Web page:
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Thread: Security repo

  1. #1
    Join Date
    Aug 2008
    Location
    Kristinehamn, Sweden
    Posts
    12

    Question Security repo

    Hi,

    I'm looking for a repo that has as much security packages as possibly. What I need at the moment is dsniff, sslsniff etc. The thing is that I have used Gentoo during the years for building my penetration and security boxes. But now it seems like time I should use OpenSuse for more than just desktop. I couldn't find any general repos when searching dsniff only factory repo. And with sslsniff there is nothing in the software search.

    regards,

    /bengan

  2. #2

    Default Re: Security repo

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    There may be a repository on software.opensuse.org that specifically is
    dedicated to security data, but otherwise search all of the OpenSUSE Build
    Service and you can probably find what you're after, and if not you can
    add it and become the authority yourself.

    http://software.opensuse.org/search

    Good luck.





    aggplanta wrote:
    > Hi,
    >
    > I'm looking for a repo that has as much security packages as possibly.
    > What I need at the moment is dsniff, sslsniff etc. The thing is that I
    > have used Gentoo during the years for building my penetration and
    > security boxes. But now it seems like time I should use OpenSuse for
    > more than just desktop. I couldn't find any general repos when searching
    > dsniff only factory repo. And with sslsniff there is nothing in the
    > software search.
    >
    > regards,
    >
    > /bengan
    >
    >

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  3. #3

    Question Re: Security repo

    I think Aggplanta makes an excellent point. I have oft been surprised to find that many common and basic security / pen testing / hacking tools are not in the Suse repos, whereas in another distro they are usually easily found.

    For example, in this case neither dsniff or sslsniff are in Software.openSUSE.org I had the same experience recently looking for sqlmap and hping, etc, ending up having to build them and then resolve various dependencies, blah blah blah.

    Now, granted, these tools are normally quite easy to build - but really that should not be necessary. In Ubuntu (or other) distros they are a command away. I would love to see the same type tools supported in Suse.

    Honestly, Ubuntu is a great OS to use to hack / test with as there are SO many tools available instantly. I think making these type packages would help Suse be more appealing to users of other OSes who fit this demographic of security professionals / people formally know as h4x0rs, etc.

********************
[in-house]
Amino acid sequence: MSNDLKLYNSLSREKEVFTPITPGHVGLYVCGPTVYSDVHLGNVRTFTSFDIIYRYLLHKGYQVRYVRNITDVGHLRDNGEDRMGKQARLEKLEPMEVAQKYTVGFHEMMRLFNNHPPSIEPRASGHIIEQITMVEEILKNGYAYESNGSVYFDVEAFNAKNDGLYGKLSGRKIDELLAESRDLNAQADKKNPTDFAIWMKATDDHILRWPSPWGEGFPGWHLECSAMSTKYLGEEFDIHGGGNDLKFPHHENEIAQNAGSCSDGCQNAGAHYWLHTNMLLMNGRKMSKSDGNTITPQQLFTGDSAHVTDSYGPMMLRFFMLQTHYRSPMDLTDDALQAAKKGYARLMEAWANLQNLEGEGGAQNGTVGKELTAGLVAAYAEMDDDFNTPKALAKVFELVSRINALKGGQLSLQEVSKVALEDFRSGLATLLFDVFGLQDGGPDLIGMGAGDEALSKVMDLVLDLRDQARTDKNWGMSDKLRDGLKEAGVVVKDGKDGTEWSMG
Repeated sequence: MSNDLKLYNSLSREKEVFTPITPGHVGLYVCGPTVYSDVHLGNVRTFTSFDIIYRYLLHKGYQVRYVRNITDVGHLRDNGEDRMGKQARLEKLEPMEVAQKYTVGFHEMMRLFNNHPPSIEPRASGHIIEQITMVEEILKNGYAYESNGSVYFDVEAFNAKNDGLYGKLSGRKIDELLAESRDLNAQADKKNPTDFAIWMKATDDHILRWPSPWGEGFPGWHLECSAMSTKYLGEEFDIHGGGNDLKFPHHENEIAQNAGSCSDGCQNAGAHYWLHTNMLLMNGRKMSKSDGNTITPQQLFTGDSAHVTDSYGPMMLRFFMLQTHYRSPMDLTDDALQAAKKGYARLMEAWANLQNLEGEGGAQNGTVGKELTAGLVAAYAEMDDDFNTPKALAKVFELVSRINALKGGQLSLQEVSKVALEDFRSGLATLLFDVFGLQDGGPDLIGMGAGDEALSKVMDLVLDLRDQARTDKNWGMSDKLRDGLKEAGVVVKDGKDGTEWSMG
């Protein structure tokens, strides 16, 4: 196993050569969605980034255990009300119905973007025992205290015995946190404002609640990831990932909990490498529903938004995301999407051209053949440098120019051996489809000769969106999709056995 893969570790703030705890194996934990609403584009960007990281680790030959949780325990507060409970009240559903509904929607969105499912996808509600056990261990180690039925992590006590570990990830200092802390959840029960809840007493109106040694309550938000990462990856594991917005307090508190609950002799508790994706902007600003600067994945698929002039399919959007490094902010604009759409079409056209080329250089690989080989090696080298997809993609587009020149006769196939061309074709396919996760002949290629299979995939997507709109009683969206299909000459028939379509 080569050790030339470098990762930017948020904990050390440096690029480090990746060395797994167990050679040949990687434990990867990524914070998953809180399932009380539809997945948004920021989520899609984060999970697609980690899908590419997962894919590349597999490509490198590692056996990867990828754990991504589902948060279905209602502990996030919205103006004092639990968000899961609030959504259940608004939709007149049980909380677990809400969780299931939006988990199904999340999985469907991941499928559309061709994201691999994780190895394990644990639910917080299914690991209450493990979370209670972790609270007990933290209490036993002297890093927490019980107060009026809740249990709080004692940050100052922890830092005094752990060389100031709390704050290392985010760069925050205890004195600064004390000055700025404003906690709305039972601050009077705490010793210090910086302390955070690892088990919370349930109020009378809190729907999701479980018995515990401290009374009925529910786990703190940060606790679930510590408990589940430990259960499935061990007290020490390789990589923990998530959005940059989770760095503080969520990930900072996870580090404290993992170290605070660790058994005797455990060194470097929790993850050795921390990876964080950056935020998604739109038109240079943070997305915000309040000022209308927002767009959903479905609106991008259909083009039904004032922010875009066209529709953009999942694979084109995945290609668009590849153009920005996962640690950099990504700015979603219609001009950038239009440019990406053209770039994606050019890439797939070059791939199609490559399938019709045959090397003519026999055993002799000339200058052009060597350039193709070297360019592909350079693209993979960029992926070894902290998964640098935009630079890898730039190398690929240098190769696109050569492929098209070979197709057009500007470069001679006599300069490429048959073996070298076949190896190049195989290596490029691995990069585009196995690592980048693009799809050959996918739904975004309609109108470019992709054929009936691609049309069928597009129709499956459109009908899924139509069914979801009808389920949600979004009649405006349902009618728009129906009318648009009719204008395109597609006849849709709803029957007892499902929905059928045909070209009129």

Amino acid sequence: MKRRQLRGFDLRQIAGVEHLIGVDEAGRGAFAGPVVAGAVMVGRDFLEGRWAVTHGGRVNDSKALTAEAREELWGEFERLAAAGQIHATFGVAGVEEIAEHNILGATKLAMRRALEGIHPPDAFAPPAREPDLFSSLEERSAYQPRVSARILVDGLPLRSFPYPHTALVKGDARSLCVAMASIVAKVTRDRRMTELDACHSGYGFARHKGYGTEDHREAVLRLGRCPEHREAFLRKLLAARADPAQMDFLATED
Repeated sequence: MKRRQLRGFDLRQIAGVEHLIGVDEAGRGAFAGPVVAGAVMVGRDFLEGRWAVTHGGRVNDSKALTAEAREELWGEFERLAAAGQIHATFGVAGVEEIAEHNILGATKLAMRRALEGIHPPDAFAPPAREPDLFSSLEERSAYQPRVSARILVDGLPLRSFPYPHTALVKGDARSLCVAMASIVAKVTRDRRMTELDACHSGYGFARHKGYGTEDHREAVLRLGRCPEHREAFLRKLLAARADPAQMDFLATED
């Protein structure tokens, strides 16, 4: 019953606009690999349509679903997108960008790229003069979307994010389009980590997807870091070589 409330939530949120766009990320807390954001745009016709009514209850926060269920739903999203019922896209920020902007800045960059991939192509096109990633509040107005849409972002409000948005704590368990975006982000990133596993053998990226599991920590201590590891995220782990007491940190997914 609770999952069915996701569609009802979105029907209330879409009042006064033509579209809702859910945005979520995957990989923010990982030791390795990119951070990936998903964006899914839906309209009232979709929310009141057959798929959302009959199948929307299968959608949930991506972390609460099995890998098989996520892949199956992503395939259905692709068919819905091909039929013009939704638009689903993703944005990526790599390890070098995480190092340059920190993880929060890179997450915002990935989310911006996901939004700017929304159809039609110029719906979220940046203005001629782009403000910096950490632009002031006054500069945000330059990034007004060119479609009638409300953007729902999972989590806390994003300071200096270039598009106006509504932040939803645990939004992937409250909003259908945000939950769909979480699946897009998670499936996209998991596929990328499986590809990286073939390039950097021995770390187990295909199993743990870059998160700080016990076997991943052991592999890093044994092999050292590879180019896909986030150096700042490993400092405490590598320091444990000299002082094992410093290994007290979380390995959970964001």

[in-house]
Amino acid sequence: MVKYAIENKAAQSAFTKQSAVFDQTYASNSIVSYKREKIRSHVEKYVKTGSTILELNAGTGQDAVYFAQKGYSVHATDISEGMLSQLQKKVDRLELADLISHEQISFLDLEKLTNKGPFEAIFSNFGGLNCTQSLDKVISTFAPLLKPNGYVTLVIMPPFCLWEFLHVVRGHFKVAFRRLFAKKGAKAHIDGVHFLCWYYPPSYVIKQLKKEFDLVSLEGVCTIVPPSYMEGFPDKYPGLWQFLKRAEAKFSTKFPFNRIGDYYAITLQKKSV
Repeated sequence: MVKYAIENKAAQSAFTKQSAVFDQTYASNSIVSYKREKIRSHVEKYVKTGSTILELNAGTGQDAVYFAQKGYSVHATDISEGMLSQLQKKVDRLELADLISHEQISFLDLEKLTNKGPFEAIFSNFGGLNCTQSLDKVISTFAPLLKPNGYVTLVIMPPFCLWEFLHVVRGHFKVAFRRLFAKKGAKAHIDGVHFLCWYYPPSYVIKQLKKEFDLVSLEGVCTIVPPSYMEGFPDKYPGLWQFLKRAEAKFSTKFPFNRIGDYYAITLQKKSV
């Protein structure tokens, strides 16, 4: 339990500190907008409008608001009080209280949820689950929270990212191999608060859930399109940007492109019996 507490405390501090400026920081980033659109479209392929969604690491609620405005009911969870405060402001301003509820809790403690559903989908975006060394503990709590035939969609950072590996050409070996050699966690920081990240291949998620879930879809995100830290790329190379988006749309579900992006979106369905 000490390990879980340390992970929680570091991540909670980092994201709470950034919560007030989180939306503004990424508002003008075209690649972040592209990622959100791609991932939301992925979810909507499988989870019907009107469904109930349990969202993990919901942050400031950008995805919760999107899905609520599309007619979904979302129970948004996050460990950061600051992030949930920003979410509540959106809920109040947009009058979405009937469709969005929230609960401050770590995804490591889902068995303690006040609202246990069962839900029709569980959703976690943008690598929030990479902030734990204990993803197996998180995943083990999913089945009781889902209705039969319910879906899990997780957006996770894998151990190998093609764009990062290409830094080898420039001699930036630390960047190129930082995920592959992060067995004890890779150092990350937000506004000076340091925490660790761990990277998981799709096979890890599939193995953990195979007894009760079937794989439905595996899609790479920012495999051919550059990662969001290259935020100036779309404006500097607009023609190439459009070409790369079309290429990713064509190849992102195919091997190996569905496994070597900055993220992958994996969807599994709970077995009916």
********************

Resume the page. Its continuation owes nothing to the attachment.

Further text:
Now, I realize I can help contribute too by helping to make these packages. Though, honestly that is not a way I have contributed before, so would have to learn the build service. Not a bad thing, but that is not really my primary point.

    I believe its a valid point that there should be more security / testing tools in the main Suse repos and that adding this should be a focus that would help Suse a lot in the long run.

    Just my opinion of course, but I'd love to hear what others think. Maybe a few of us can work together to address this?

    Cheers,
    Lews Therin

  4. #4

    Default Re: Security repo

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    Hash: SHA1

    I'd be interested in helping with this if you'd like to collaborate a
    little. I have managed to get things compiled in the OpenSUSE Build
    Service before but have never built an RPM on my own so my experience with
    SPEC files is non-existent, and that's what I need to get down before I
    can be effective. Once the software is compiled all that is left is to
    tell the Build Service (via the SPEC file) which binaries actually go into
    the RPM. If you have experience with that I can show you what I've done
    previously. There is also a build-service forum dedicated to help with
    this kind of thing I should probably ask around in a bit more.

    Good luck.






    LewsTherinTelemon wrote:
    > I think Aggplanta makes an excellent point. I have oft been surprised to
    > find that many common and basic security / pen testing / hacking tools